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In the mountains west of Calgary, a solitary and elusive teacher roams—with an important message for a pandemic-wearied world. As many of us struggle to regain our footing and tentatively step back into life, the wolverine calls out, “Don’t be afraid, go for it!”
And wolverines know what they’re talking about.
In his book, The Wolverine Way, Douglas Chadwick offers this description: “If wolverines have a strategy, it’s this: Go hard, and high, and steep, and never back down, not even from the biggest grizzly, and least of all from to mountain. Climb everything: trees, cliffs, avalanche chutes, summits. Eat everybody: alive, dead, long-dead, moose, mouse, fox, frog, its still warm heart, or frozen bones. Whatever wolverines do, they do undaunted. They live life as fiercely and relentlessly as it has ever been lived.”
As I studied this zoological parable this past month, I found the wolverine’s example compelling. Apart from eating everybody, who doesn’t want to be this alive?
According to 2na century Greek theologian Irenaeus, the glory of God is a human being fully alive. Jesus said, “I came that they may have life, and have it abundantly.” (John 10:10) Both Irenaeus and Jesus knew that real life is lived before God.
One way we can be before God is by appreciating, and learning from, the good creatures God has made. Every one of the estimated 8.6 million species that fill our planet was a thought in the mind of God before it ever came to be. The wolverine is a pointer to God’s wild, free and undaunted nature. It’s also God’s way of reminding us of what being alive looks like.
“Ask the animals, and they will teach you;
the birds of the air, and they will tell you;
ask the plants of the earth, and they will teach you;
and the fish of the sea will declare to you.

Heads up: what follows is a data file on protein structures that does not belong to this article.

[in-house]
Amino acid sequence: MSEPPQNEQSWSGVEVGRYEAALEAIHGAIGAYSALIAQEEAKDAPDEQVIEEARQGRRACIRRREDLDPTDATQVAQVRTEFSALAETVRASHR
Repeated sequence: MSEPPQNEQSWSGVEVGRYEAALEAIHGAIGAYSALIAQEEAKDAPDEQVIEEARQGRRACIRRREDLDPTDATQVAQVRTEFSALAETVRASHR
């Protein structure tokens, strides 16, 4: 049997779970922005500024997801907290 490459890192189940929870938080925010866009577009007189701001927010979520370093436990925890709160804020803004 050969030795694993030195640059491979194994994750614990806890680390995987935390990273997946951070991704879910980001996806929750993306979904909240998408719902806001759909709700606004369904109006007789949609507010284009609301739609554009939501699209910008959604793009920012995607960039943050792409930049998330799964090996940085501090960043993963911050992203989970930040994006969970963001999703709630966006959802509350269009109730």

Who among all these does not know
that the hand of the Lord has done this?
In his hand is the life of every living thing
and the breath of every human being.”
(Job 12:7-10, NRSV)
These words come from the mouth of Job—a man who struggled through the existential angst of troubled times. Why has this happened to me? Where is God in all of this? How do I find my life again?
When Job’s friends feed him bad advice, Job pushes back and tells them that even the animals know more than they do — that God is still holding everything, still at work, and still near.
To know that nearness, we need to know what the animals know. And one thing the wolverine knows is how to “be itself” before its Maker.
With its webbed, snowshoe-like paws, oversized heart, lungs, and thyroid, and its outsized spirit, this uninhibited creature really is a zoological word from God that can remind us that we have more internal resources, to exit this pandemic with confidence, than we know.
When a wolverine scales a mountain that they could have easily circumvented (researchers were blown away when they first discovered their climbing prowess), it teaches us that pushing ourselves through hard climbs is a necessary part of becoming ourselves — a way of learning that life’s mountains are not as high as they seem.
When wolverines face down an enemy 10 times their size, they teach us that we are braver and more tenacious than we realize. Look at how strong and fiercely determined we’ve been facing down this pandemic. We’re bigger than we think!
By being wild and free, wolverines model what it means for a species to thrive in the middle of a wilderness — knowing that their needs have always been met, that the resources are always out there, and that they’ll always able to sense where they need to go next.
A huge part of what it means to be human is to be free; free from fear and anxiety, free to roam, free to be close to other people, free from all the continual judging, free to get lost in the woods or in your thoughts for a while.
Some theologians believe that animals communicate with God, and even praise God, by simply being who God made them to be—birds by flying, bees by pollinating and humpback whales by singing and breaching. I suppose this truth applies to the human species as well.
What kind of wild, free and undaunted life are you being called to live right now?
John Van Sloten is a pastor at Calgary’s Marda Loop Church. This month the church is exploring the theology of animals. Sunday, church attendees are going to the zoo. Info is at www.mardaloopchurch.ca